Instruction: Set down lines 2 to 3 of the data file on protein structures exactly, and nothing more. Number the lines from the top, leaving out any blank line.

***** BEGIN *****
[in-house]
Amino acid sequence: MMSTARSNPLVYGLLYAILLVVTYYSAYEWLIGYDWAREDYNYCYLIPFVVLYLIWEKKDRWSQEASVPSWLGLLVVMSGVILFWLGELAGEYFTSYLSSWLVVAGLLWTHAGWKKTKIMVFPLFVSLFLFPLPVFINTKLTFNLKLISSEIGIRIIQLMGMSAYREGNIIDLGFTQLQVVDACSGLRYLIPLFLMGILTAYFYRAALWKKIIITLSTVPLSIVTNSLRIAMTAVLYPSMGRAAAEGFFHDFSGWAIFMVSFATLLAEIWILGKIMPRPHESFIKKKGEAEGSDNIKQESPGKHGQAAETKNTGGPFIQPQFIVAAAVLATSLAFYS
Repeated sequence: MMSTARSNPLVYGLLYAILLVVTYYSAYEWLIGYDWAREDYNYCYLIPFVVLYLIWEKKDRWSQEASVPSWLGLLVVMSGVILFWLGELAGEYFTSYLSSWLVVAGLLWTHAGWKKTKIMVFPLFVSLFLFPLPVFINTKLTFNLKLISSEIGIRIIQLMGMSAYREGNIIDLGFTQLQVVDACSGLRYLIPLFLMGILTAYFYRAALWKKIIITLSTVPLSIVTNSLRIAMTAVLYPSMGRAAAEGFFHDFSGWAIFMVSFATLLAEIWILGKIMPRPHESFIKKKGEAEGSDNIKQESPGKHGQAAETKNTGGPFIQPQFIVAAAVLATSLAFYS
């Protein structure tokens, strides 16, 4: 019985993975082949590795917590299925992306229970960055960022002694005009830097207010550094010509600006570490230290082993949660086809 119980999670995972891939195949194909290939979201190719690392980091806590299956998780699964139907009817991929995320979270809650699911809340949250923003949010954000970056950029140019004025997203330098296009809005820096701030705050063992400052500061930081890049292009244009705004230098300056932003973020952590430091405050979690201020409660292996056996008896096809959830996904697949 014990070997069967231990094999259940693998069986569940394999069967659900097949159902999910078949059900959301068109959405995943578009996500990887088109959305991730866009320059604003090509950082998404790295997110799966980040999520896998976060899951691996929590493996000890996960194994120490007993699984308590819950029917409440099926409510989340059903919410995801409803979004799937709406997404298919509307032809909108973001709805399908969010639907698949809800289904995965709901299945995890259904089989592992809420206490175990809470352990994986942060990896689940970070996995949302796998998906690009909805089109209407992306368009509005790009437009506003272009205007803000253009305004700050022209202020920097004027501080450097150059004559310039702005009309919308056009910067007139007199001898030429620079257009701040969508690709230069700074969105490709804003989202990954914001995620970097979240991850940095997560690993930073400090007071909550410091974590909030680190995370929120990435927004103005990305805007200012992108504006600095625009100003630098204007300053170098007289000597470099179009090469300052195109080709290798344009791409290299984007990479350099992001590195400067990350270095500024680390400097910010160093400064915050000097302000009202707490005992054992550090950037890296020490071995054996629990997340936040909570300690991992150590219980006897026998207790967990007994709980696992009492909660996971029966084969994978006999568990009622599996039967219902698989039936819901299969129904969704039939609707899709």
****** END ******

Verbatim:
Amino acid sequence: MMSTARSNPLVYGLLYAILLVVTYYSAYEWLIGYDWAREDYNYCYLIPFVVLYLIWEKKDRWSQEASVPSWLGLLVVMSGVILFWLGELAGEYFTSYLSSWLVVAGLLWTHAGWKKTKIMVFPLFVSLFLFPLPVFINTKLTFNLKLISSEIGIRIIQLMGMSAYREGNIIDLGFTQLQVVDACSGLRYLIPLFLMGILTAYFYRAALWKKIIITLSTVPLSIVTNSLRIAMTAVLYPSMGRAAAEGFFHDFSGWAIFMVSFATLLAEIWILGKIMPRPHESFIKKKGEAEGSDNIKQESPGKHGQAAETKNTGGPFIQPQFIVAAAVLATSLAFYS
Repeated sequence: MMSTARSNPLVYGLLYAILLVVTYYSAYEWLIGYDWAREDYNYCYLIPFVVLYLIWEKKDRWSQEASVPSWLGLLVVMSGVILFWLGELAGEYFTSYLSSWLVVAGLLWTHAGWKKTKIMVFPLFVSLFLFPLPVFINTKLTFNLKLISSEIGIRIIQLMGMSAYREGNIIDLGFTQLQVVDACSGLRYLIPLFLMGILTAYFYRAALWKKIIITLSTVPLSIVTNSLRIAMTAVLYPSMGRAAAEGFFHDFSGWAIFMVSFATLLAEIWILGKIMPRPHESFIKKKGEAEGSDNIKQESPGKHGQAAETKNTGGPFIQPQFIVAAAVLATSLAFYS